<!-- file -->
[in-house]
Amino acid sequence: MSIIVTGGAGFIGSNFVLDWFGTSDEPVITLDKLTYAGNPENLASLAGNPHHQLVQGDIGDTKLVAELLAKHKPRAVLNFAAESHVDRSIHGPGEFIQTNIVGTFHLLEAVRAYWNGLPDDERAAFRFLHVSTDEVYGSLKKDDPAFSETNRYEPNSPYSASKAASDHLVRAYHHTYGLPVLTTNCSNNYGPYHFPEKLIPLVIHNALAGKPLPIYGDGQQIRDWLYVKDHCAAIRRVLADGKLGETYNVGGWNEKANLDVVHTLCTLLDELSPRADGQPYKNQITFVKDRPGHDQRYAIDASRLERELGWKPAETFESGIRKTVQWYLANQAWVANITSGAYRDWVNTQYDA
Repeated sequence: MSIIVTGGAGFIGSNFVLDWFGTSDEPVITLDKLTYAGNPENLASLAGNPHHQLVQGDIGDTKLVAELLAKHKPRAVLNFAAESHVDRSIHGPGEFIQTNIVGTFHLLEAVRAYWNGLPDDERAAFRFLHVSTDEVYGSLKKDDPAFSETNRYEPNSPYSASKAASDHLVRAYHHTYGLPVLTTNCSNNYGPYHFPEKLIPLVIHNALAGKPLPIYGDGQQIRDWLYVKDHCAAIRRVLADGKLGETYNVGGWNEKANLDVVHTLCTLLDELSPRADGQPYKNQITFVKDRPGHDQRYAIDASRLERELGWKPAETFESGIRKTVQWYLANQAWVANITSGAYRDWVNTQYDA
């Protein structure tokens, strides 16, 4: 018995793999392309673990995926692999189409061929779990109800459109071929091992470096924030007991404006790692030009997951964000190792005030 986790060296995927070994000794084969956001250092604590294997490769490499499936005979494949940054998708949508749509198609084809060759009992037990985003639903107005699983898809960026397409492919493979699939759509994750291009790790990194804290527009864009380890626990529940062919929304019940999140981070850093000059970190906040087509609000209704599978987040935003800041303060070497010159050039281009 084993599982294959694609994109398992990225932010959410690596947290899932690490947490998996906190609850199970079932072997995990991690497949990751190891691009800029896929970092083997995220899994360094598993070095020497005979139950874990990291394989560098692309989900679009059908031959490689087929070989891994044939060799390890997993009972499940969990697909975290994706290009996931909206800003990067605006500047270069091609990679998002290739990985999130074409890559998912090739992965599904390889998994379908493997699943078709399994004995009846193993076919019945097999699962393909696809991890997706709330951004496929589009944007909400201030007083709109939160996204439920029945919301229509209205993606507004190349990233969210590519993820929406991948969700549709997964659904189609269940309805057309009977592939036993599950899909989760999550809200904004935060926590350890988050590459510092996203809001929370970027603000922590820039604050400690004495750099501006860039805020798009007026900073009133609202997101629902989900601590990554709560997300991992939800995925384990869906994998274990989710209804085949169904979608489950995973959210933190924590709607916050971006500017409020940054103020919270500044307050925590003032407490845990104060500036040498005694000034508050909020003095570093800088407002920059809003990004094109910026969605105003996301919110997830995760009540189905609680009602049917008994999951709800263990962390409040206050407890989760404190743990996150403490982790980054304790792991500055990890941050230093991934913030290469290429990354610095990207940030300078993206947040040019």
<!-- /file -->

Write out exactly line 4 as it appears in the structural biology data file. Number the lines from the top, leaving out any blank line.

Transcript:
């Protein structure tokens, strides 16, 4: 018995793999392309673990995926692999189409061929779990109800459109071929091992470096924030007991404006790692030009997951964000190792005030 986790060296995927070994000794084969956001250092604590294997490769490499499936005979494949940054998708949508749509198609084809060759009992037990985003639903107005699983898809960026397409492919493979699939759509994750291009790790990194804290527009864009380890626990529940062919929304019940999140981070850093000059970190906040087509609000209704599978987040935003800041303060070497010159050039281009 084993599982294959694609994109398992990225932010959410690596947290899932690490947490998996906190609850199970079932072997995990991690497949990751190891691009800029896929970092083997995220899994360094598993070095020497005979139950874990990291394989560098692309989900679009059908031959490689087929070989891994044939060799390890997993009972499940969990697909975290994706290009996931909206800003990067605006500047270069091609990679998002290739990985999130074409890559998912090739992965599904390889998994379908493997699943078709399994004995009846193993076919019945097999699962393909696809991890997706709330951004496929589009944007909400201030007083709109939160996204439920029945919301229509209205993606507004190349990233969210590519993820929406991948969700549709997964659904189609269940309805057309009977592939036993599950899909989760999550809200904004935060926590350890988050590459510092996203809001929370970027603000922590820039604050400690004495750099501006860039805020798009007026900073009133609202997101629902989900601590990554709560997300991992939800995925384990869906994998274990989710209804085949169904979608489950995973959210933190924590709607916050971006500017409020940054103020919270500044307050925590003032407490845990104060500036040498005694000034508050909020003095570093800088407002920059809003990004094109910026969605105003996301919110997830995760009540189905609680009602049917008994999951709800263990962390409040206050407890989760404190743990996150403490982790980054304790792991500055990890941050230093991934913030290469290429990354610095990207940030300078993206947040040019």